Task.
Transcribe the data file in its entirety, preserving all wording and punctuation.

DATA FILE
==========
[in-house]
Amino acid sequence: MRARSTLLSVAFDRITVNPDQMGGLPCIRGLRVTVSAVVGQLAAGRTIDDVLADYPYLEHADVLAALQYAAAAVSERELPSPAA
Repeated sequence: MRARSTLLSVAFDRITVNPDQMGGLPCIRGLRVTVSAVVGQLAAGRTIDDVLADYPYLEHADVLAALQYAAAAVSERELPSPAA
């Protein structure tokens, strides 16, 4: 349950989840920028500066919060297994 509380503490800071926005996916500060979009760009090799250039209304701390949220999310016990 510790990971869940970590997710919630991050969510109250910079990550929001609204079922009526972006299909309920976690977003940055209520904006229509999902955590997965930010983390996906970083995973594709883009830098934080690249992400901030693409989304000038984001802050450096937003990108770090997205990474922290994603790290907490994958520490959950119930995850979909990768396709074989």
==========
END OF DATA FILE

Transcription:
[in-house]
Amino acid sequence: MRARSTLLSVAFDRITVNPDQMGGLPCIRGLRVTVSAVVGQLAAGRTIDDVLADYPYLEHADVLAALQYAAAAVSERELPSPAA
Repeated sequence: MRARSTLLSVAFDRITVNPDQMGGLPCIRGLRVTVSAVVGQLAAGRTIDDVLADYPYLEHADVLAALQYAAAAVSERELPSPAA
């Protein structure tokens, strides 16, 4: 349950989840920028500066919060297994 509380503490800071926005996916500060979009760009090799250039209304701390949220999310016990 510790990971869940970590997710919630991050969510109250910079990550929001609204079922009526972006299909309920976690977003940055209520904006229509999902955590997965930010983390996906970083995973594709883009830098934080690249992400901030693409989304000038984001802050450096937003990108770090997205990474922290994603790290907490994958520490959950119930995850979909990768396709074989």